Gabriel Lord, a father of three girls, attended two of the night’s dances. He took daughter Sydney, 4, to the evening’s earliest dance, held from 4-5:30 p.m. Geared toward the younger crowd with butterflies, flowers and “princess music,” the night was a little girl’s dream. Mr. Lord took daughters Carmen, 11, and Billie, 12, to a later dance. The family’s entire day was spent preparing for the fun and memorable evening. Mr. Lord’s wife Terra volunteered during the 6-8 p.m. dance.
“A lot of special time we have together is just getting ready,” Mr. Lord said. “We have music playing and we dance around the house. It’s a day where we don’t focus on anything but having fun and getting ready for that night.”
This was Billie’s third Daddy Daughter Dance. A sixth-grade student at Lee County Middle School, she enjoys dressing up and spending time with her dad.
“My favorite part of the night was spending time with my dad and not worrying about anything, just having a free night with him and spending time with him,” she said. “It was wonderful. It was a memorable, perfect night.”
The dance gives Mr. Lord and his daughters the opportunity to spend one-on-one time together, something that’s hard to come by with schedules filled with school, volleyball, homework, chores and work.
“While we’re there, everything else just goes away. Nothing else matters. Homework doesn’t matter, grades don’t matter, doing chores, my job—none of that matters. We’re just there and we’re together and everything else goes away,” he said.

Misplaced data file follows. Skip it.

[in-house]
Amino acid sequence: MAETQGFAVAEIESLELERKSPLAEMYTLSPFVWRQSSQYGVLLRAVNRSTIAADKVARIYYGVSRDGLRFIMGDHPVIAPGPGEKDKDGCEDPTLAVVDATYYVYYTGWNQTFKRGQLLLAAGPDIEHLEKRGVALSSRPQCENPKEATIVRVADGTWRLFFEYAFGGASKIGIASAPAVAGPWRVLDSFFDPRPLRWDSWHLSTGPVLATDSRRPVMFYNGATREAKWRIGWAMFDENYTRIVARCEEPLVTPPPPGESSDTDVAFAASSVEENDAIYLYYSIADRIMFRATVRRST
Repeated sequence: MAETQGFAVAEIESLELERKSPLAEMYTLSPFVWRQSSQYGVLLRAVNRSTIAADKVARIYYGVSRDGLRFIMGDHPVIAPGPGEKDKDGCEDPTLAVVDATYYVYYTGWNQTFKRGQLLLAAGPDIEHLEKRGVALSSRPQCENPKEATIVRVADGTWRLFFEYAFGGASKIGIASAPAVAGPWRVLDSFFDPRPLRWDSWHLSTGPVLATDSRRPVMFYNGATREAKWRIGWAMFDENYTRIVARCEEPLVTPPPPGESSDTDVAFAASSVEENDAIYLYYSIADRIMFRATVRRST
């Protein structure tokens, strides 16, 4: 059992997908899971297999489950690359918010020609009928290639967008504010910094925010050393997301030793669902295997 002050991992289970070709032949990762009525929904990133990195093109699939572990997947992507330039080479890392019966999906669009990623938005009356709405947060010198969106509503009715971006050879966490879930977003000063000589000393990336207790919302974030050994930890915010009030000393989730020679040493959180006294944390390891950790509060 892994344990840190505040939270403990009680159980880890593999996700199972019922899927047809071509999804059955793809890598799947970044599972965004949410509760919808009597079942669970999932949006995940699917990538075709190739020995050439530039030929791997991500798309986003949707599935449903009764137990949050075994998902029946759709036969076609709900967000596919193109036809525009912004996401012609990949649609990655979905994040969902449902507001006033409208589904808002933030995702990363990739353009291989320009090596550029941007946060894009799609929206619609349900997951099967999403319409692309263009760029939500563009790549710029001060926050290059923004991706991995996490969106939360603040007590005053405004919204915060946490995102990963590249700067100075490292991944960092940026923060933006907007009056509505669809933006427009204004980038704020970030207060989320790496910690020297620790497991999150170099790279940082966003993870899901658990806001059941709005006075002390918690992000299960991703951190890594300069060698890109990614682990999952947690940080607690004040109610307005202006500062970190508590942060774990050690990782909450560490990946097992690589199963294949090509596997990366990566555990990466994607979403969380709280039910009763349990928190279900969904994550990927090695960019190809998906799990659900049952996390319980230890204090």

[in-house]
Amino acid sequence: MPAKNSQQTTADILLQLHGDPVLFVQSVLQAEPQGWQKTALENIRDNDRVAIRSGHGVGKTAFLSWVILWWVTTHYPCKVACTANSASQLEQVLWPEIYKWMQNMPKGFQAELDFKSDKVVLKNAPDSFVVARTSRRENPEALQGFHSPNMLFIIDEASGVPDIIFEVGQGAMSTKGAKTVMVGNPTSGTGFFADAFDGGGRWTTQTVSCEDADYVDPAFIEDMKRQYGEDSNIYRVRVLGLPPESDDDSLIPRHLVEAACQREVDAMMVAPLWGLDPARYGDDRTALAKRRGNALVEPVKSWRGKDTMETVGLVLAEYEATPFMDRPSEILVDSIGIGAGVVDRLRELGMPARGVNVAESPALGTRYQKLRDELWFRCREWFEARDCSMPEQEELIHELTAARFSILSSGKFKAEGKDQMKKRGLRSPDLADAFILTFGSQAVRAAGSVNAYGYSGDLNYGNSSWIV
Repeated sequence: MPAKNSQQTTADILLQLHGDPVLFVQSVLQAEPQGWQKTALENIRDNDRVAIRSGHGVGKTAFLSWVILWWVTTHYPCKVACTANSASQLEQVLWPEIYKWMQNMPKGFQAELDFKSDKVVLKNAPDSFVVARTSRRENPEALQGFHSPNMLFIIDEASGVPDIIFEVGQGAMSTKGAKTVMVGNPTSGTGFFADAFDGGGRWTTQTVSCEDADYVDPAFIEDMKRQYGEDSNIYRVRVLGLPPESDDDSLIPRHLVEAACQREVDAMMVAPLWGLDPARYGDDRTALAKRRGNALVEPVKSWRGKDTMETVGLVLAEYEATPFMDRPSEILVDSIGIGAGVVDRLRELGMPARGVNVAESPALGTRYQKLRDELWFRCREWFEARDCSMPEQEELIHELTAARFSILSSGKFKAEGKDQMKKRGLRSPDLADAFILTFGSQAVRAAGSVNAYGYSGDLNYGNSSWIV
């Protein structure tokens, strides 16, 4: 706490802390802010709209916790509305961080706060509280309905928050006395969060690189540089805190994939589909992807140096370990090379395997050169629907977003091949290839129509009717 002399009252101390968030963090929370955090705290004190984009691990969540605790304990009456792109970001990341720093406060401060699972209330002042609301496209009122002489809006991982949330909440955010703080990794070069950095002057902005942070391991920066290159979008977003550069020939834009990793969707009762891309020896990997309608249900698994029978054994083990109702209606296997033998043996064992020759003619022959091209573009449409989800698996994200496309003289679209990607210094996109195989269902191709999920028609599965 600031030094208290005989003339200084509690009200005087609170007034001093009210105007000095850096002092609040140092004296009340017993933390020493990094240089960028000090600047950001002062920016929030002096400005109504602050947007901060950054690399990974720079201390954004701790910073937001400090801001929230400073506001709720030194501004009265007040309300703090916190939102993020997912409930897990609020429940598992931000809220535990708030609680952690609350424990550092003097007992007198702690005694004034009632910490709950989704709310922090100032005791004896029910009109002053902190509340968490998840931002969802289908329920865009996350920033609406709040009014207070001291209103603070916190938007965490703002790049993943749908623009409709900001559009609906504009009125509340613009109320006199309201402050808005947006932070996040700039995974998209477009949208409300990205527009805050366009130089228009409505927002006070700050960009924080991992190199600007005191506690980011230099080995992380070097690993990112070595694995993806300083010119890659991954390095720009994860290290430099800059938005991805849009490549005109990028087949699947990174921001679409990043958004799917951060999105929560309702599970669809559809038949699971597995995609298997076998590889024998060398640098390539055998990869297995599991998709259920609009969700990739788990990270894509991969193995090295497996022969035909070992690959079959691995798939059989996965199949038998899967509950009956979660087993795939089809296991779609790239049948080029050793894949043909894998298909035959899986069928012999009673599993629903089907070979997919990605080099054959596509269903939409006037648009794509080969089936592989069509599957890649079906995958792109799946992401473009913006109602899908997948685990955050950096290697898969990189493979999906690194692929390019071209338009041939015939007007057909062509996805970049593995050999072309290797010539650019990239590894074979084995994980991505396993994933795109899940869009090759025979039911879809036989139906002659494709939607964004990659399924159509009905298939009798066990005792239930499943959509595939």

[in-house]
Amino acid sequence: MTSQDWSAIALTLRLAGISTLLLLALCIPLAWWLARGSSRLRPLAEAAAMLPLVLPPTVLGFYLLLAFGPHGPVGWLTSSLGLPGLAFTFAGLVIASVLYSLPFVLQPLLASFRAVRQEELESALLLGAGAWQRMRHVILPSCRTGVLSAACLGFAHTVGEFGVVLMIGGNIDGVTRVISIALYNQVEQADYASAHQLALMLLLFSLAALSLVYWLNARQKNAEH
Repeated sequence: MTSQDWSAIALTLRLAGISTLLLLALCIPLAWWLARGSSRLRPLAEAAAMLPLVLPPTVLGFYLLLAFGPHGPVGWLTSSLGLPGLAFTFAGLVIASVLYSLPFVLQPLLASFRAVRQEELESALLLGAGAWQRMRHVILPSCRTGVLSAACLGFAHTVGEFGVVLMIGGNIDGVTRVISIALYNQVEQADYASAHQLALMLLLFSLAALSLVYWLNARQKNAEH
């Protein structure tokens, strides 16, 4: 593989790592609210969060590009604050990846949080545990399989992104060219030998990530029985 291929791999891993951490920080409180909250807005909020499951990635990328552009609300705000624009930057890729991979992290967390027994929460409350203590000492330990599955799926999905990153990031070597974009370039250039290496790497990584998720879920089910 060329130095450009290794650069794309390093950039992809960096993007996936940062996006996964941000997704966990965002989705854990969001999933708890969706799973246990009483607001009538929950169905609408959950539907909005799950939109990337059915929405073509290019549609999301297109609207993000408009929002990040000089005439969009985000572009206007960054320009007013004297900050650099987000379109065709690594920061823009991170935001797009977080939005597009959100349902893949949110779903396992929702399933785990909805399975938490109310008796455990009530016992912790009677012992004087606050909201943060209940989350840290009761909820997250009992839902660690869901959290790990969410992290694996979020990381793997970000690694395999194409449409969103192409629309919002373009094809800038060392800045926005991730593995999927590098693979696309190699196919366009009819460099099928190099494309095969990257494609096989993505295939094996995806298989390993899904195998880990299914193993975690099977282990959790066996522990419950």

“The girls have told me that they enjoy it because, for a little while, they get me all to themselves. It’s a time for them to have dad time and not worry about anything else. It’s great one-on-one time. It’s really special.”
Months of planning and preparation went into making the dance a special night. Dozens of volunteers worked hard to transform the gymnasium into a wonderland. Cloth-draped tables were scattered around the floor, a pink canopy was hung from the ceiling, and colorful flowers, balloons and paper lanterns decorated the venue. A disk jockey spun age-appropriate music and a professional photographer took photos; each couple received a 5x7 print to take home as a memento.